Little Kiwis

Group 28

Location: New Zealand, Oceania


Partnership: Greening Schools


Language: English, te reo Māori


Format: Curriculum Development, Teacher Training


Audience: Policymakers, Teachers

Meet the teacher

Celia Hogan

Celia is the Founder of Little Kiwis Nature Play and is also a Nature Play Specialist, Consultant, International Speaker and Parenting Coach. She is passionate about child development and nature connection and is a strong advocate for nature play, risky play and improving mental health and well-being through nature. For the past 25 years, she has worked for a variety of outdoor education organisations internationally, setting up, developing and running outdoor programmes, wilderness expeditions, leadership development programmes and establishing risk management and safety systems. She splits her time between professional development training, coaching, running her Bush Kindy and taking her own tamariki on lots of adventures. She is chair of Nature Education Aotearoa, co-chair of Education Outdoors New Zealand and is an advisor for ECE Reform.

Usefull links related to the Solution


Celia set up and runs a Bush Kindy (playgroup) in Aotearoa, New Zealand. It provides a unique outdoor programme that embraces the beauty of nature all year round, regardless of the weather or season. It provides a holistic approach to early childhood education, where children are viewed as capable and competent learners. Through real-life experiences, facilitators encourage children to lead their play; and explore and play in nature ‘just the way children were designed to do’. The programme incorporates te ao Māori, weaving indigenous knowledge and practices into the learning experience, which helps to foster a deep connection to the land.

Theory of Change

Regular exposure to nature not only nurtures a love for the environment but also instils stewardship values, making children the planet’s future guardians. Play in nature offers opportunities for children to develop a sense of belonging while also building resilience. This coupled with indigenous knowledge; seasonal knowledge; growing, harvesting and eating from the land contributes greatly to a deeper connection to their place and culture.

Approach and Actions

The Kindy runs three sessions per week with 20 children at each session. The children dress for the weather as the sessions are always held outside. If it rains the children make a shelter. If it is cold they light a fire. If the children want to play, they play. If they want to help in the garden, they help in the garden. Children lead their own time. The team provides the environment and natural resources that support children’s natural play urges as well as tools to help with gardening, harvesting and cooking. There is risky play, loose part play, mud play and imaginative play plus much more. Rituals are a part of the seasonal rhythm of Bush Kindy e.g. in spring everyone enjoys the new growth and plays in the long grass; collects fresh flowers; and prepares and sows seeds. In autumn they forage and harvest what has been grown; prepare the soil for a rest and enjoy the colours and textures the season offers. The Kindy also incorporates the sharing of stories, songs and traditions unique to Māori culture to help develop a sense of belonging in the children.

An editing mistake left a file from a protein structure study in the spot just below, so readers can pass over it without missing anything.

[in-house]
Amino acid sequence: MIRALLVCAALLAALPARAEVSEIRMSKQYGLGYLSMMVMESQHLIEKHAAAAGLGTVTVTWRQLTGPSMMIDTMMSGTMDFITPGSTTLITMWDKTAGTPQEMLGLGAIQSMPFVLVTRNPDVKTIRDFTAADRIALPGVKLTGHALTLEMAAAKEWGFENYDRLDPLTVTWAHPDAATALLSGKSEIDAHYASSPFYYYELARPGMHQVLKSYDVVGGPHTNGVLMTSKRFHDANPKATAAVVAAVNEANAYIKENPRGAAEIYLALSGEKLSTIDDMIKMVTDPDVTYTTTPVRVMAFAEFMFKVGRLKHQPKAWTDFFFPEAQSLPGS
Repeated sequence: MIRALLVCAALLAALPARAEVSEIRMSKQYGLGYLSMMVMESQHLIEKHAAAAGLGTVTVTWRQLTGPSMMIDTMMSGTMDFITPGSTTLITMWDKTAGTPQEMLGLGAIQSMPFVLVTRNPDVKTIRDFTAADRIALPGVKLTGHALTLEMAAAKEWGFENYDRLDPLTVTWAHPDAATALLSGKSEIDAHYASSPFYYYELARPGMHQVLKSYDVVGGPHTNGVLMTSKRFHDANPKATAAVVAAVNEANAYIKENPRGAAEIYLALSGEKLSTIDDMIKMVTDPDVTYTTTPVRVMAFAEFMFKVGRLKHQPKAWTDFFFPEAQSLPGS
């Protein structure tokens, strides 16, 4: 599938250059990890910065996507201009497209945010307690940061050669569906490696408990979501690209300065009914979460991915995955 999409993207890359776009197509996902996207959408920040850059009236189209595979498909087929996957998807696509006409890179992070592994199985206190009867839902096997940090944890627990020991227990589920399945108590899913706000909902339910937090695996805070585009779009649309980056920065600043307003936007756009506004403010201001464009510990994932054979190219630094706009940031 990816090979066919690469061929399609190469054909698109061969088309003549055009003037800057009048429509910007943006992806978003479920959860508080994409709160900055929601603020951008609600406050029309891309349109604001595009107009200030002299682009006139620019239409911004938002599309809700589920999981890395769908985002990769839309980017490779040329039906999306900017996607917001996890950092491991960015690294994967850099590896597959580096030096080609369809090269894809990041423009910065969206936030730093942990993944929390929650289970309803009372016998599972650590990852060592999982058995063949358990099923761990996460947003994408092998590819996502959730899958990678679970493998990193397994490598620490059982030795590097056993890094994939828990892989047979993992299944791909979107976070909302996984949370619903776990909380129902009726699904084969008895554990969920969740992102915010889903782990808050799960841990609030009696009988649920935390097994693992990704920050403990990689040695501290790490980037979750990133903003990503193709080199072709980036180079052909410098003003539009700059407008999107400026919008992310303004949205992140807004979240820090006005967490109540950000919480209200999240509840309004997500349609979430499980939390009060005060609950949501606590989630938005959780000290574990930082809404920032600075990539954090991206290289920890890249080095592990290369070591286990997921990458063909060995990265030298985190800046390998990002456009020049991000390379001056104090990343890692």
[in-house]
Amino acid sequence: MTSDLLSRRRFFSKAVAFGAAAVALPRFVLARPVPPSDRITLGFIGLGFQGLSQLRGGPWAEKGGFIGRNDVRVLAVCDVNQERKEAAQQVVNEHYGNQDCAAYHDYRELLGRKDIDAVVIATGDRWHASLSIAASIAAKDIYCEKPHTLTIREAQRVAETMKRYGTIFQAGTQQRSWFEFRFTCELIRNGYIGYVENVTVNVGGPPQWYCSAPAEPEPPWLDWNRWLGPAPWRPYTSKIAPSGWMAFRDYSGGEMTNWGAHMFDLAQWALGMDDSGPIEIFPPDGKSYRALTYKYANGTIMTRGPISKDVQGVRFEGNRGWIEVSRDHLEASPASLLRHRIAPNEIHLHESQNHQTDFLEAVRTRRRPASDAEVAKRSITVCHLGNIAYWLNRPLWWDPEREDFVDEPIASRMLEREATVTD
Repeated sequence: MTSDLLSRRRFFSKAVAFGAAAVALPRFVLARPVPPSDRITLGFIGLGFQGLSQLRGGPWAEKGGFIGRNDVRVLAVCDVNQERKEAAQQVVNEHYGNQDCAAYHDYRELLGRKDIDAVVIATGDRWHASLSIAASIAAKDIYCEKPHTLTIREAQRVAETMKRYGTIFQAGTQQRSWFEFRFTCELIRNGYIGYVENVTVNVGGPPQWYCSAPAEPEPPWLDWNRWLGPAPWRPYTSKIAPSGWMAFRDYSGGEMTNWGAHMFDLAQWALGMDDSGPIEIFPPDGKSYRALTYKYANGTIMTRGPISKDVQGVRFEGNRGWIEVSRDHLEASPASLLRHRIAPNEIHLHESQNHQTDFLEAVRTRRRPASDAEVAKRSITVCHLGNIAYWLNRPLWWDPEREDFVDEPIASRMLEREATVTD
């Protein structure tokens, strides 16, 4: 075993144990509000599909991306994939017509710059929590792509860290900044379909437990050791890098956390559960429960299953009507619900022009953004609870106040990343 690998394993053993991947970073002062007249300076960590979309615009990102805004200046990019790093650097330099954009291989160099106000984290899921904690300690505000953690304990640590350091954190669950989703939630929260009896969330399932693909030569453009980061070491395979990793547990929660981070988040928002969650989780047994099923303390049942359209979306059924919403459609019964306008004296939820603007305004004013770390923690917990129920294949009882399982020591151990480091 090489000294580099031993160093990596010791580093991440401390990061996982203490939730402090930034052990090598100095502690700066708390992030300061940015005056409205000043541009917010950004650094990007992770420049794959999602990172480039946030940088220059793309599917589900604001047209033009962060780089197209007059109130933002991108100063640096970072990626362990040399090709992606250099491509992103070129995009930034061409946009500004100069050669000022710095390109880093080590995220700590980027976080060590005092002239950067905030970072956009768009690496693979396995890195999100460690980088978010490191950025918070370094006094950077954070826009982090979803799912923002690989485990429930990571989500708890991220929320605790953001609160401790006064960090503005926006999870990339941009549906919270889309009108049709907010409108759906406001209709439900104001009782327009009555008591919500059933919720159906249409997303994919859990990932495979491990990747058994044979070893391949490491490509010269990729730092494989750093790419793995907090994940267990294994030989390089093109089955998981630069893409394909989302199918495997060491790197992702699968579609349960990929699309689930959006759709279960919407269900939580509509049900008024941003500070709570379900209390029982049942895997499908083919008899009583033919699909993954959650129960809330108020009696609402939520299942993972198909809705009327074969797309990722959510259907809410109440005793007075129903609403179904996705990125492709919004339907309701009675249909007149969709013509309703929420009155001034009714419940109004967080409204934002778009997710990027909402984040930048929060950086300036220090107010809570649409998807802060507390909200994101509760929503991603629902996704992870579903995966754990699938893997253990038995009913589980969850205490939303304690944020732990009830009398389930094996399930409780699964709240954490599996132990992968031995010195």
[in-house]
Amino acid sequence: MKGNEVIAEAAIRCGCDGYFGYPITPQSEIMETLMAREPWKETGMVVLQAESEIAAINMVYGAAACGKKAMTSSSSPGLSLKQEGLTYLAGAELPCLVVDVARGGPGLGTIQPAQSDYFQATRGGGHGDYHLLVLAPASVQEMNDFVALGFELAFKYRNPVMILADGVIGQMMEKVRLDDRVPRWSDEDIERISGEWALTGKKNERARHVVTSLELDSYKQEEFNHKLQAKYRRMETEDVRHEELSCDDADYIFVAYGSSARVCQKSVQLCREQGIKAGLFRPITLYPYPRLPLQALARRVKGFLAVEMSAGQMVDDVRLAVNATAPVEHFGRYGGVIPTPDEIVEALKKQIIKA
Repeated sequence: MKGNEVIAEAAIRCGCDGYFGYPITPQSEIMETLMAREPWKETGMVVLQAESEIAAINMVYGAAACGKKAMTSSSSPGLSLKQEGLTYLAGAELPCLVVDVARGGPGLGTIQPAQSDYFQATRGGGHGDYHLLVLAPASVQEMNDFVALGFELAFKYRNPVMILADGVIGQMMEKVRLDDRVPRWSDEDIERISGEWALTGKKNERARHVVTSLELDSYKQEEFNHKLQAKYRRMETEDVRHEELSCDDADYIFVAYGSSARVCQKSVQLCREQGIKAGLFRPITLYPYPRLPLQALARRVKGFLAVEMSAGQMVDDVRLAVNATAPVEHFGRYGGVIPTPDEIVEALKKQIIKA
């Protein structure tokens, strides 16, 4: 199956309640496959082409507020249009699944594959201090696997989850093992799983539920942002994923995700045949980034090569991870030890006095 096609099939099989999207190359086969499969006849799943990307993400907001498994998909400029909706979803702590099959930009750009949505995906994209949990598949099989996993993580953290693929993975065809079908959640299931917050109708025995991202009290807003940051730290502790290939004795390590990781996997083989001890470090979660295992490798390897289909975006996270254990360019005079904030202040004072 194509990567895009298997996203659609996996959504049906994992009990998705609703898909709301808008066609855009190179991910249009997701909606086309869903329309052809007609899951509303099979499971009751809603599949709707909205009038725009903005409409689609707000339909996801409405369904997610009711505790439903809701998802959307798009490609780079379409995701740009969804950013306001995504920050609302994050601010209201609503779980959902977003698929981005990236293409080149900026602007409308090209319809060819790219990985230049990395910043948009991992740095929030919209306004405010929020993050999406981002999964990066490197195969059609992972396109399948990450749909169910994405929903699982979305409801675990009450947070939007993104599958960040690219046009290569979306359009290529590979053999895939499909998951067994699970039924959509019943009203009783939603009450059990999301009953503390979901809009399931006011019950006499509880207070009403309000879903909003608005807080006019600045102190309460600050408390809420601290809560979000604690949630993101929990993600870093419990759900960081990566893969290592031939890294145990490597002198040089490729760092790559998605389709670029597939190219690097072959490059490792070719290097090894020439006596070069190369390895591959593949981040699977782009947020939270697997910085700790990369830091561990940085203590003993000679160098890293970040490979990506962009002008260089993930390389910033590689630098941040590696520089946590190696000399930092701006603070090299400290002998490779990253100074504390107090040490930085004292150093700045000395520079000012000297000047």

Some of the biggest impacts that the programme has achieved can be seen in the children’s development; the children in the programme have developed a love for nature through being exposed to nature and child-led play; this exposure has also led the children to develop resilience and problem-solving skills. These skills are essential for the children to become future planet guardians who can effectively and self-confidently navigate life’s obstacles including the climate crisis.

The programme successfully incorporates a te ao Māori worldview, acknowledging and valuing Māori knowledge, and promoting cultural understanding and respect among children.

More broadly the project encourages a shift in early childhood education towards a holistic and nature-based approach. It highlights the importance of outdoor experiences and the inclusion of indigenous knowledge and practices in education. This can have a broader impact on the educational system and society as a whole, promoting a deeper connection to nature and a greater appreciation for cultural diversity.